With the release of 2000's Covers album, in which Marshall re-interpreted songs by the likes of the Rolling Stones (a complete reworking of "Satisfaction", sans chorus, no less), Bob Dylan, Moby Grape, Nina Simone and various other obscurities and traditional tunes, Mazzy Star singer Hope Sandoval became a common point of reference. On the face of it, that's an apt description. Both play subtle and spacious roots-inflected music, and both have voices that work best when hushed and reverb-drenched. But in terms of poetic ambition and artistic range, Cat Power's work makes that of Sandoval look a shallow, cabaret construct – all mood and pose. New album You Are Free pushes the form toward higher realms. It's an album informed by Marshall's long love of independent art rock, and restrained by her defining minimalist ethic. Her piano style is still almost childlike, her guitar playing that of a either a novice, or a staunch self-editor. But with its studio sound, skewed pop arrangements, and Marshall's particular vocal recording style – in which vocals are multi-tracked, not with exact replicate 'doubled vocals' as in traditional production, but with twin lead parts that constantly intersect and diverge to create unlikely and characteristic harmonies – it's a borderline commercial release by Cat Power standards. It's also, surprisingly, occasionally on the up-beat.
The deeper sound has its foundation in Marshall's upbringing. She recalls singin gospel hymns with her travelling musician father, and moving around often in her home state of Georgia with her hippy mother, before she settled in Atlanta in the mid-'80s. thanks to this Southern American childhood, she has roots music at here heart – folk, country, blues, soul. Asked to name her most influential artist, she nominated a man who never actually performed – Alan Lomax – the legendary field recordist who used a mobile studio to document the sounds of the Deep South which have, along with the output of Chess Recording Studios, become the best archive of early blues and folk. Add to this her time spent in the '80s underground Atlanta, which at the time was a rival to Austin, Texas as a Southern hub of underground musical experimentation, and Marshall's affection for the more idiosyncratic and edgy experimental sounds – from What Is Music-style noise art and lo-fidelity recording styles, is explained. Perhaps more important from that period, however, was the attitude she inherited, which she describes simply as "music for music's sake."
After moving to New York in 1991, Marshall didn't have greatness so much as indelible underground cool thrust upon her when friends booked her a first show, without her knowledge, in 1994. Marshall had already recorded and released a vinyl single on an indie imprint when she was noticed by Matador records head Gerald Cosloy. While she'd been playing composing since age 17, she'd never performed live. Cosloy set her up with a show with the moment's most lauded female indie-singer/songwriter, Liz Phair. Going out to dinner with her fellow performers, she froze when she realised that she was sitting with Steve Shelley, the Sonic Youth member and all round NYC punk art figurehead who would become Marshall's fist and most famous bandmate and advocate. From there attention was assured, even if only on an undercurrent level. But progress came slowly, and, especially as she's far from prolific, Marshall's personal style has always stood against her becoming a crossover success story.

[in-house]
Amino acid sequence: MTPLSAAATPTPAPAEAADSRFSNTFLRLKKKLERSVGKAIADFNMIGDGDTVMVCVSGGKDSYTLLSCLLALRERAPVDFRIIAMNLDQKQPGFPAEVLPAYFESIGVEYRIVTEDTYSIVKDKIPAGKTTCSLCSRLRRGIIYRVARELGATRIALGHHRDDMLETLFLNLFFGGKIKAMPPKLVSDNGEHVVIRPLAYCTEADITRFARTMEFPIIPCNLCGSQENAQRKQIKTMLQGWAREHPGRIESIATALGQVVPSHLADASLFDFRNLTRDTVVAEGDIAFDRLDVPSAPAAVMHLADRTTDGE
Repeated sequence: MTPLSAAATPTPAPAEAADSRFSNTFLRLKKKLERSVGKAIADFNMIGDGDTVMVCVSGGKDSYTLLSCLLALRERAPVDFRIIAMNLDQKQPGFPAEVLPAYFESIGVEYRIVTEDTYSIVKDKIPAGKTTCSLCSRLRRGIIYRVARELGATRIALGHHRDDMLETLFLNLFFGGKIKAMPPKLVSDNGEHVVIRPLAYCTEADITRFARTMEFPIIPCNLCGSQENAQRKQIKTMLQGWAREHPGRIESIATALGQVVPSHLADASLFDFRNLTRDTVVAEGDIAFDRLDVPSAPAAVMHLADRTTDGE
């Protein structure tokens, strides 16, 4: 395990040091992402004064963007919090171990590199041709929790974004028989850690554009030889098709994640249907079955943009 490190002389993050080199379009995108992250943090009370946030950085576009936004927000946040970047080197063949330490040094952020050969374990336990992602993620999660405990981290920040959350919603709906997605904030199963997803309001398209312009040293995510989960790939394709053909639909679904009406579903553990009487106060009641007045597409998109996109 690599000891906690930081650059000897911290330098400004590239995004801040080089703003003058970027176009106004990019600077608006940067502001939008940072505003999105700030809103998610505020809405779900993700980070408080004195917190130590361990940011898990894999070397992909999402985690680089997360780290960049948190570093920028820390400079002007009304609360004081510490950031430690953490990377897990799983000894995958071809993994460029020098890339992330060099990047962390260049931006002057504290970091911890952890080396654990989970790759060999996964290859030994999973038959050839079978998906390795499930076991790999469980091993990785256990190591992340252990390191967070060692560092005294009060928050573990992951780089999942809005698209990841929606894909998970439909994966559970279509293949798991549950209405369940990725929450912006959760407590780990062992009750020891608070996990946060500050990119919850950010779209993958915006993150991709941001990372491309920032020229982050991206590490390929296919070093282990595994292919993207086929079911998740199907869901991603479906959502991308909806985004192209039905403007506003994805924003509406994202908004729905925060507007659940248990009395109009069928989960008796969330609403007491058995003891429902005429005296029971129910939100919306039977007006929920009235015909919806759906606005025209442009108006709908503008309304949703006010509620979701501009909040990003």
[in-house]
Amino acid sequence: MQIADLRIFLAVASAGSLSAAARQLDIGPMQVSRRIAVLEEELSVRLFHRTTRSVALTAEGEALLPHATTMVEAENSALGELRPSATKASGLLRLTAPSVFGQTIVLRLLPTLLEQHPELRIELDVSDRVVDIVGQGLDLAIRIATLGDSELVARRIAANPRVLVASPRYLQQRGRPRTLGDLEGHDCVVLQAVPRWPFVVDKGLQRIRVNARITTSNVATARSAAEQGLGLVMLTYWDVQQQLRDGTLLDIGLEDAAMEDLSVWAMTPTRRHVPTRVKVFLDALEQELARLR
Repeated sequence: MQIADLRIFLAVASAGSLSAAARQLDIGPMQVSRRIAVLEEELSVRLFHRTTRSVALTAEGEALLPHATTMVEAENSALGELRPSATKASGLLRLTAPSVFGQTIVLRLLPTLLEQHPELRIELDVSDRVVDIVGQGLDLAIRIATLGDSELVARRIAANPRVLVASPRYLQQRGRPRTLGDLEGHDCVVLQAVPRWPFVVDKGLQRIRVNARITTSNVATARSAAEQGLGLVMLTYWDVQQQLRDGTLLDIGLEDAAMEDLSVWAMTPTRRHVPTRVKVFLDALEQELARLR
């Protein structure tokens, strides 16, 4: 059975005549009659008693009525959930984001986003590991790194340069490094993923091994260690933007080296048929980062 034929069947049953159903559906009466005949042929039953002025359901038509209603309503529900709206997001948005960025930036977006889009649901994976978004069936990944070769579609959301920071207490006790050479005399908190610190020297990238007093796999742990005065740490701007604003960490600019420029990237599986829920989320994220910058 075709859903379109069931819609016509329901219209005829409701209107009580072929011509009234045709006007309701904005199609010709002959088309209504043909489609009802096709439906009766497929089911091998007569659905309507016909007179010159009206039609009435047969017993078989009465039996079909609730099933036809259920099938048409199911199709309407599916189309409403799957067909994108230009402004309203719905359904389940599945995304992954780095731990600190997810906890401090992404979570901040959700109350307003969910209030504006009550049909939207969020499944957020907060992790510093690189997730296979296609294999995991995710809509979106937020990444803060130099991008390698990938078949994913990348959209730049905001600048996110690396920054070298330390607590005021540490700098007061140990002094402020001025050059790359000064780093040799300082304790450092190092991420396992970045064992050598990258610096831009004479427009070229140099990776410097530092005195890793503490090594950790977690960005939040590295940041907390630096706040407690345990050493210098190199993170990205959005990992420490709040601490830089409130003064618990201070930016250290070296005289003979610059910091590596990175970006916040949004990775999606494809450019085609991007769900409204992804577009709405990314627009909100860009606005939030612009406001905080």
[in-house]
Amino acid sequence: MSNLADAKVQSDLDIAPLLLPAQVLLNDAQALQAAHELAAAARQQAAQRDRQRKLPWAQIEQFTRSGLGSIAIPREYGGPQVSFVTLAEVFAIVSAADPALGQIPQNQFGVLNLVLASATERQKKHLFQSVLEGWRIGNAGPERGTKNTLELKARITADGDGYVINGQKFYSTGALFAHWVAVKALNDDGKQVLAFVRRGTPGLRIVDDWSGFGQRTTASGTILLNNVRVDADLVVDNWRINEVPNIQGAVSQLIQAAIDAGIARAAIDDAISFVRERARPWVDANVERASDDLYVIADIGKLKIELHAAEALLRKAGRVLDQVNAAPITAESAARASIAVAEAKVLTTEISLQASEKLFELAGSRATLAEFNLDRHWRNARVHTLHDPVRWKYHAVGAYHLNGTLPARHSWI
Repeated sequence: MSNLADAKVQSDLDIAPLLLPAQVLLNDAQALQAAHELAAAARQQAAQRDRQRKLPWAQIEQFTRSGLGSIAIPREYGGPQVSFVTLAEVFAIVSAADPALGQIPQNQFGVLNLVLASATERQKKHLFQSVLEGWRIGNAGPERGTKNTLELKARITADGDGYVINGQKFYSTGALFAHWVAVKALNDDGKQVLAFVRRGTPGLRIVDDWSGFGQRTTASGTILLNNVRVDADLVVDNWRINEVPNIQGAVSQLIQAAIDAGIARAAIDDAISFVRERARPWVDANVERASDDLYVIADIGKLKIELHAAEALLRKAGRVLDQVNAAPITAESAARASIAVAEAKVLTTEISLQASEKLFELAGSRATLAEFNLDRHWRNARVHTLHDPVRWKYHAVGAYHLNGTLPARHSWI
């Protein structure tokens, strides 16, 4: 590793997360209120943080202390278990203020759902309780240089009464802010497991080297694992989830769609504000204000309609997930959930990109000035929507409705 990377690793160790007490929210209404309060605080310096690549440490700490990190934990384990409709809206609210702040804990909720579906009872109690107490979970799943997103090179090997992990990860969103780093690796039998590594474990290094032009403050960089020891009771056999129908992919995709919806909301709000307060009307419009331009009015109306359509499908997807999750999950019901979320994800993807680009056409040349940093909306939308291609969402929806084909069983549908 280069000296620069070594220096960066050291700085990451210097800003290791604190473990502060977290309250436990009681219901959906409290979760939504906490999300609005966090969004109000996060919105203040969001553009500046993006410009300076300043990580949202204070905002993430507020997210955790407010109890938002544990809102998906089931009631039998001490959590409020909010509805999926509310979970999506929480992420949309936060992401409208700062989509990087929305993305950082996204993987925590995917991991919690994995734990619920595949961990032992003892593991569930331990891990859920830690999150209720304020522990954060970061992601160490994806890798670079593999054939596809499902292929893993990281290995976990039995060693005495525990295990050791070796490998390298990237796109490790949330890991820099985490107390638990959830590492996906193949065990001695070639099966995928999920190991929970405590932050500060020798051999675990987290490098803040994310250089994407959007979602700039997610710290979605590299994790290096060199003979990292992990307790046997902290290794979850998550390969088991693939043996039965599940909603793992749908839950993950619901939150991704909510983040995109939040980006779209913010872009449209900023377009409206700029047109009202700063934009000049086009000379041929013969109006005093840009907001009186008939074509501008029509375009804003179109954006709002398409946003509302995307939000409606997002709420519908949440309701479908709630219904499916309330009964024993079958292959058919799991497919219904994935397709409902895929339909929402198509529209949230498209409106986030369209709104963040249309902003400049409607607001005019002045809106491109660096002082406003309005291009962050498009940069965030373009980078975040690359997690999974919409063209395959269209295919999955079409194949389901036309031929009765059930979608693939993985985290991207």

You get the impression she likes it that way. Even now, it seems she's more interested in personal conversation than self-promotion. By interview's end we're plotting together, planning to play a prank on her next interviewer, who is an acquaintance of mine. "Are y'all intimate?" she asks. "You're not romantically linked…?" After a second's though she has a plan. "Think of something that's really embarrassing to her…" she says. "Don't tell me, but give me a key word that I can say… 'Oh, he told me ALL about the chicken sandwich.' And then she'll think that I know everything."
When asked what goes through her mind when she performs by indie e-zine Pitchfork, Marshall evoked a stream of consciouslness. "'Did I write that down? Did my mom really do that that day? Oh I remember that song, that bird. I feel kinda sick. Oh, that person, that's a beautiful woman. My fingers are sweating.' I mean like it never ends. There's no way that there could be a set formula for [sarcastically] 'a great show every time!'… You'd have to either be really directed and produced, or completely brain-dead…"
While one review described her live show as "a one-sided codependence trip that keeps Marshall sane", for her the performance style is intrinsically linked to the music's essential purity. Without freedom onstage, the celebrated freedom of voice would be lost. The first song on You Are Free, "I Don't Blame You", tells the story of a performer wracked by the spotlight, and an unempathetic audience's harsh reactions. "They never owned it/ And you never owed it to them anyway… it never made sense to them anyway… when they turned their backs they were only scratching their heads," she sings.
Online, Cat Power obsessives are split over the song's subject. Is Marshall writing about herself, or long dead Nirvana front man Kurt Cobain, who alluded to the pressures of performance, and the commercial debasement of music's purity in his suicide note? "It's not about [Cobain]," says Marshall. "That's all I can say… I'm not gonna say who it's about."
They can't help but make the connection. A post from alex63 summed up the accompanying fears. "I have the feeling she is going to join Janis Joplin, Jimi Hendrix, Jim Morrison, Ian Curtis and Kurt Cobain not too far in the future."